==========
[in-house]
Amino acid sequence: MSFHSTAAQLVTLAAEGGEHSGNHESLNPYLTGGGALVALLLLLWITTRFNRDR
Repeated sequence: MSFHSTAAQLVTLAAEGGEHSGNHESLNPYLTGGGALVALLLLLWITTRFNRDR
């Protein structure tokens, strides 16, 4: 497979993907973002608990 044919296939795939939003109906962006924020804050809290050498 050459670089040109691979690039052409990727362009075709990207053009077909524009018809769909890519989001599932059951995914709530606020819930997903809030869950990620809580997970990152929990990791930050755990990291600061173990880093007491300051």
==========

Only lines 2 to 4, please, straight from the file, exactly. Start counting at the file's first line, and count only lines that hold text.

Amino acid sequence: MSFHSTAAQLVTLAAEGGEHSGNHESLNPYLTGGGALVALLLLLWITTRFNRDR
Repeated sequence: MSFHSTAAQLVTLAAEGGEHSGNHESLNPYLTGGGALVALLLLLWITTRFNRDR
């Protein structure tokens, strides 16, 4: 497979993907973002608990 044919296939795939939003109906962006924020804050809290050498 050459670089040109691979690039052409990727362009075709990207053009077909524009018809769909890519989001599932059951995914709530606020819930997903809030869950990620809580997970990152929990990791930050755990990291600061173990880093007491300051």